Over the past year we’ve collected over 35,000 stories. Each one has an attribution box for the storyteller to fill in:
In those 36,636 stories we received 12,974 unique answers to “who led the community effort in your story?” Over the past year, manual checking and correcting of these answers allowed us to reduce that number to a mere 930 organizations in Kenya and Uganda. Here are the top 100 in order of decreasing frequency of appearance:
No Answer (7263), Individual (5643), Amref (996), Government (850), School (654), Community (495), Red Cross (483), Swim, Unnamed Organization, None, Tysa, Naads, Plan International Kenya, Un, Wewasafo , Sita Kimya, Taso, Carolina For Kibera, World Bank, Usaid, Unicef, World Vision, Equity Bank, Police, Church, Green Belt Movement, Western Hiv/Aids Network, Wfp, Compassion, Concern, Family, Care, Cdc, Uganda Cares, Christian Union, Rakai Health Science Program, Who, Goal, Nacada, Peace Makers Development Group, Cdf, Fida, African Union, Cfca, Kazi Mashambani Develoipment Project(Kamadep), Safaricom Company, Kplc, Brac, Kitovu Mobile, Plan International, Uweso, Nema Organisation, News Media, Mpira Mtaani, Maddo, Covit, Kigulu, Adra, Kazi Kwa Vijana, Aphia 2, Rotary Club, Pace, Caritas, Magoso Primary School, Global Giving Story Project, Sapta, Bucadef, Kwft, Neema Women Group, Hamlet, Feed The Children, Pap, Chedra, Binti Pamoja, Doctors Without Borders, Co-Operative Bank, Hope, European Union, Tulina Omubeezi, Kibera Youth Group, Yesu Akwagala, Mrc, Vi Agro Forestry, Dominion, Catholic Church, Child Care, Lea Toto, Fao, Upe, Wfo, Kacc, Vct, Caitas, Tuungane Tusaidiane Organisation, Knhcr, Solidares, Peepoo, Uno, Resso, Orphans, Aid Child…
The two most common answers remain a significant indicator about who is really responsible for the important matters happening (or not happening) in the community: 7,263 (20%) of the stories are not about any organization at all. 15% are about individuals. After that, AMREF – the African Medical and Research Foundation (www.amref.org) is the first NGO to appear, with nearly 1000 stories (2.7% of all stories). I am guessing that about 3000 stories are related to GlobalGiving partner organizations (8%), but to get an exact number, we would need a very precise method for matching stories to organizations. The intuitive method (if someone writes the name of an organization in the box, match that text to the name in GlobalGiving’s database) doesn’t work. Even fuzzy organization name matching only assigns 674 stories to an organization (and only 8 of these are AMREF stories, but we know 996 stories are about AMREF). The problem is that the storyteller will write “Amref” but Amref calls itself “African Medical Research Foundation.” A computer doesn’t equate acronyms and aliases with the real thing – not yet. World Vision appears to be the only name used consistently by everyone. Even the Red Cross is often called “Kenya Red Cross”, “Red Cross Foundation”, “Red Cross International”, or “Kenyans for Kenya.”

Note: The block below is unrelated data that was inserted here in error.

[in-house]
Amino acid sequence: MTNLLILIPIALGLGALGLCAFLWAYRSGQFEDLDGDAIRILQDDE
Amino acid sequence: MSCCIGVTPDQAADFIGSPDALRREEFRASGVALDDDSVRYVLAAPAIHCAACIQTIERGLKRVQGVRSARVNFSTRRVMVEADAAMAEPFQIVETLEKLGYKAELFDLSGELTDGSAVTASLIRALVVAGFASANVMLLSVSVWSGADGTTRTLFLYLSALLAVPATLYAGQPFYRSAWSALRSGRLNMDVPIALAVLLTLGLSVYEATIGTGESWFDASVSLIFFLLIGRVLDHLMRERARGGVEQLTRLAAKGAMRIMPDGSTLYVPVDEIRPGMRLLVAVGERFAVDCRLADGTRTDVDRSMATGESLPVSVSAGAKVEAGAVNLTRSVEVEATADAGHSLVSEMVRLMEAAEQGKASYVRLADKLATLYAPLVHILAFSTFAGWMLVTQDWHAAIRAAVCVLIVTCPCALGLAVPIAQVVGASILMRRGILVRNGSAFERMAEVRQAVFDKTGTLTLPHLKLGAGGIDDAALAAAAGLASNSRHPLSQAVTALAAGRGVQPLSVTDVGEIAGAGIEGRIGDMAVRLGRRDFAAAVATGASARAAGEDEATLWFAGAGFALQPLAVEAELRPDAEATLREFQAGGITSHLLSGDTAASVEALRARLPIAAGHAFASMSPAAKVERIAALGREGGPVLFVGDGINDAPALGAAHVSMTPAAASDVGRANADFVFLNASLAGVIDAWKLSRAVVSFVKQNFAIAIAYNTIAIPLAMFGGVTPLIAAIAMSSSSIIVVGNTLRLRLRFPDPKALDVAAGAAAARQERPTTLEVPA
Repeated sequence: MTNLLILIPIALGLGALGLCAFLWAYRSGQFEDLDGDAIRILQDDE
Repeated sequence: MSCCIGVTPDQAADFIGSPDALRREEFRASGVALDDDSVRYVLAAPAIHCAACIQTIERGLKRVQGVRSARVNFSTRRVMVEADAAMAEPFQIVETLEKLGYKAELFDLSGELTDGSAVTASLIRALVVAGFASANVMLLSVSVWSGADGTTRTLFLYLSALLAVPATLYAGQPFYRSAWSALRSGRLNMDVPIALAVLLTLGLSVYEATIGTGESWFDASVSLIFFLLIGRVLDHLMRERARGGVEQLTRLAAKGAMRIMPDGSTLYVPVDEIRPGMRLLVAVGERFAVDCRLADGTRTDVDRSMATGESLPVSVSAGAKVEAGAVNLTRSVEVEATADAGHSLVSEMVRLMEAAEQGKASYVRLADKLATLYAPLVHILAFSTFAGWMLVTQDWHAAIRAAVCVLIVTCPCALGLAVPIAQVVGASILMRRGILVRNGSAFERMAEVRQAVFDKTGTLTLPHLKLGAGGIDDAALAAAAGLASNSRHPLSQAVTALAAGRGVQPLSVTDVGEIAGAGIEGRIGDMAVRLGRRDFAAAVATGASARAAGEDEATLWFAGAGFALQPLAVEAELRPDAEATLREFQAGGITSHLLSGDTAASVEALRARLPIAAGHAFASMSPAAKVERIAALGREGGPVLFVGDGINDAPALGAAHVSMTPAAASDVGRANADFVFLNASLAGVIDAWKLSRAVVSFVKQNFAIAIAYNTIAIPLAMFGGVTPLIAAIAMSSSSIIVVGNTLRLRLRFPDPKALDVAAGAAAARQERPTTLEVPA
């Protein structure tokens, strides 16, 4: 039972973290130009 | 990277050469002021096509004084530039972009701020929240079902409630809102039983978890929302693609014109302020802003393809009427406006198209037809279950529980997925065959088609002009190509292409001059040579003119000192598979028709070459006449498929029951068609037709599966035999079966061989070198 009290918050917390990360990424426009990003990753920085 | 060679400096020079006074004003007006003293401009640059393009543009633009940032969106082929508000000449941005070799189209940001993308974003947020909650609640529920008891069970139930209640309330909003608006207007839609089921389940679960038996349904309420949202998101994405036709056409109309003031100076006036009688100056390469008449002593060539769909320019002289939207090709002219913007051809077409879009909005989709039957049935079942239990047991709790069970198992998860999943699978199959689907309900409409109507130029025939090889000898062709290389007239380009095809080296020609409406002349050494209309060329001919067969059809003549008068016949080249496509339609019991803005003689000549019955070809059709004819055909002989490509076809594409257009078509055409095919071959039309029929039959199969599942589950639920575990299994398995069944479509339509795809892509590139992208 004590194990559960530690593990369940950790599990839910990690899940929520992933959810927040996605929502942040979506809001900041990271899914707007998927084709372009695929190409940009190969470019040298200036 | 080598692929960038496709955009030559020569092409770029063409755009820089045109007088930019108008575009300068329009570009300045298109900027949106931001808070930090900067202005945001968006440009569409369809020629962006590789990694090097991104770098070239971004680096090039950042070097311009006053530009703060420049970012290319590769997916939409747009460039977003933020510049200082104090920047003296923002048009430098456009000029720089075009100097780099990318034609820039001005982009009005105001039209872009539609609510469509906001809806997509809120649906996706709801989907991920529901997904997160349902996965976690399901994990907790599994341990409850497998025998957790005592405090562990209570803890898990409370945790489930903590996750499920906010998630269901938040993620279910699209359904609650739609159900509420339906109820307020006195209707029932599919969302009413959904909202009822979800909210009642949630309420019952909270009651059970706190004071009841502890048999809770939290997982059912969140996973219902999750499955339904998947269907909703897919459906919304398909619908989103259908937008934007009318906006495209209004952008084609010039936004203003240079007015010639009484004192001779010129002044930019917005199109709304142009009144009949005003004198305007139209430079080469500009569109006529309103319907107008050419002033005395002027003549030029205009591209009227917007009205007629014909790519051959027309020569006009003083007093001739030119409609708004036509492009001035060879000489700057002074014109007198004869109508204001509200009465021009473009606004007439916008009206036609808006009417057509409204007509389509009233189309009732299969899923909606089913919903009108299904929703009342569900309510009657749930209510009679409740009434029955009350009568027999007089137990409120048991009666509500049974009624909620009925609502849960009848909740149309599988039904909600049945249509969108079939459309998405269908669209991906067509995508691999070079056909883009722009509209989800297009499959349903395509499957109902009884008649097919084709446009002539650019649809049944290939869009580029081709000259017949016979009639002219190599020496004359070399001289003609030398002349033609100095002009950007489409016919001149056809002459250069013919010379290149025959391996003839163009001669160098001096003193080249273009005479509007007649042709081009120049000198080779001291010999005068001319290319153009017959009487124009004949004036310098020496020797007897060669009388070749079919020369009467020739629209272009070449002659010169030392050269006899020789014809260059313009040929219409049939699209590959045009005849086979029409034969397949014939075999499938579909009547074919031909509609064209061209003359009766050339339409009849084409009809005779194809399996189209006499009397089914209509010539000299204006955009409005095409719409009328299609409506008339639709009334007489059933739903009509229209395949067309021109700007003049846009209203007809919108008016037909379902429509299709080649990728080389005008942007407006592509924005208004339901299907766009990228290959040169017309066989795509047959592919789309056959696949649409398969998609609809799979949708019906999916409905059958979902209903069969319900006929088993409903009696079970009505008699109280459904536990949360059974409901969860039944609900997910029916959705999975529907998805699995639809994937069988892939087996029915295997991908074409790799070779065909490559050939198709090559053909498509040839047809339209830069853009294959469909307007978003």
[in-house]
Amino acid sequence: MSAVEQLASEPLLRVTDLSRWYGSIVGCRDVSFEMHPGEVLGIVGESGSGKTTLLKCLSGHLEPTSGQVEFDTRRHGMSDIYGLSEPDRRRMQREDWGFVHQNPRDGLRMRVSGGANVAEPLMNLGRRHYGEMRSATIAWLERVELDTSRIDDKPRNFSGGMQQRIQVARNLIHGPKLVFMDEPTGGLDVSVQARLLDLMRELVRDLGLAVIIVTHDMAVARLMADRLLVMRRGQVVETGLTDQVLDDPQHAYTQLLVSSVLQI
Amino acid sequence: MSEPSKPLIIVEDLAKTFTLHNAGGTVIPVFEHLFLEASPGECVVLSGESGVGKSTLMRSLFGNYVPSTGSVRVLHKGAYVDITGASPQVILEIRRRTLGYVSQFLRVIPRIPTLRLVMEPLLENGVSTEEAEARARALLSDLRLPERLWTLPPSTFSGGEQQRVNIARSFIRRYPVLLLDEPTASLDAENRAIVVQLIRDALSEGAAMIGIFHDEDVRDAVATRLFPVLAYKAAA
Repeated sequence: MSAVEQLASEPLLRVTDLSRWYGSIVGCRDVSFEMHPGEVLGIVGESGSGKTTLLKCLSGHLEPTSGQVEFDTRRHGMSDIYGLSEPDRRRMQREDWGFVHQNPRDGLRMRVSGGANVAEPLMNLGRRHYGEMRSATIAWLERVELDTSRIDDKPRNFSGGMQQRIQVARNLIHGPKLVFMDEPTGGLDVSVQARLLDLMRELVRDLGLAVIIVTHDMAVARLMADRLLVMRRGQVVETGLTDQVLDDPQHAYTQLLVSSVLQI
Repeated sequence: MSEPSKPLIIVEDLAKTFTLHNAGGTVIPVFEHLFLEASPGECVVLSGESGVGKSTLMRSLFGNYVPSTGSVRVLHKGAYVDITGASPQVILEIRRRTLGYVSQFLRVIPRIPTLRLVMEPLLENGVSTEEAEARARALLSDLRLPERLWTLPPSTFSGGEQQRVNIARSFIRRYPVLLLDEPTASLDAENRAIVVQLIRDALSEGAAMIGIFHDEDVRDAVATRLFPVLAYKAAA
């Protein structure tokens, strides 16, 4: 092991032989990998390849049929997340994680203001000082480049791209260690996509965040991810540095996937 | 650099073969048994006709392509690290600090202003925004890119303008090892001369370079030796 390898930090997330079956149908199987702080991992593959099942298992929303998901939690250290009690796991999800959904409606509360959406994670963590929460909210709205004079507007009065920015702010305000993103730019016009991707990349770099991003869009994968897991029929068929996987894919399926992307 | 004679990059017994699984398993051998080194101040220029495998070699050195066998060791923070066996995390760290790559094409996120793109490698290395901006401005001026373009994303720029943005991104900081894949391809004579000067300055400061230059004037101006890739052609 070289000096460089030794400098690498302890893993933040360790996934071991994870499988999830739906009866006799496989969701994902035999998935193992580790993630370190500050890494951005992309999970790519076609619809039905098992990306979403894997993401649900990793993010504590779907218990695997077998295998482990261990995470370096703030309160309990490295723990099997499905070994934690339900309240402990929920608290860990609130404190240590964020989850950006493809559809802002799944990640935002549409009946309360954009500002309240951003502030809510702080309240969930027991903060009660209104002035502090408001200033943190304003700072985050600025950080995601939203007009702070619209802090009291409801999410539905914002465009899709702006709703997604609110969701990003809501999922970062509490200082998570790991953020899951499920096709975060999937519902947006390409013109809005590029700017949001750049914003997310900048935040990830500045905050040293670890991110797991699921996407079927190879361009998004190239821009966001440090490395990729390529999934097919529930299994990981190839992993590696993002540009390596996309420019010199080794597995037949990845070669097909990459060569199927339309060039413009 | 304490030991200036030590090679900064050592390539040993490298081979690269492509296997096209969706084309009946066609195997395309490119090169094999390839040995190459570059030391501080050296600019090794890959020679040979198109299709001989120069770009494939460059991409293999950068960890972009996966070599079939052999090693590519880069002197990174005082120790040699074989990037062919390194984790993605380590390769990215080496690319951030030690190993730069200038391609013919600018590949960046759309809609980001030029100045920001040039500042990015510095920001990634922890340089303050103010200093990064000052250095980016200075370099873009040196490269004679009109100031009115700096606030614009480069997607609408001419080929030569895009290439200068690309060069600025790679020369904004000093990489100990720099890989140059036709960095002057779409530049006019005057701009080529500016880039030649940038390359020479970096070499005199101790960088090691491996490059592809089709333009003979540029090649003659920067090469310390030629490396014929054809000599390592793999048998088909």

So of course we’re building a list of all the aliases for each organization – but don’t expect that to be easy. In the meanwhile, here are some algorithmic tricks I’m using to get the vast majority of stories assigned to the closest possible project on GlobalGiving.
Step #1: Match all stories that lack an organization name in the attribution box to relevant projects by topic.
Relevance depends on how similar the story text is to the project description on GlobalGiving:
Topical Matching (strip, rank, phrase, drop, compare, and h-index it)
The matching algorithm isn’t too crazy. First, you strip out out all the common words, then rank all words based on importance. Important words appear infrequently in stories. They are the important because if a rare word appears in one story and one project, you can be sure that the story and the projec are quite related. Rare words are often about specific topics, so we weight them heavily during the matching. Third, you add all common two-word phrases into the set of story and project words to match to each other. “World Vision” has a far different meaning than the words “world” and “vision” appearing in the same story, so adding two-word phrases into the matching machine aids a lot. Fourth, you strip out all the words that only appear once across all stories, since they won’t match any other stories anyway. If you want to speed this up you could remove words that appear only twice, or three times – but some of those word matches could be important, so I leave them in.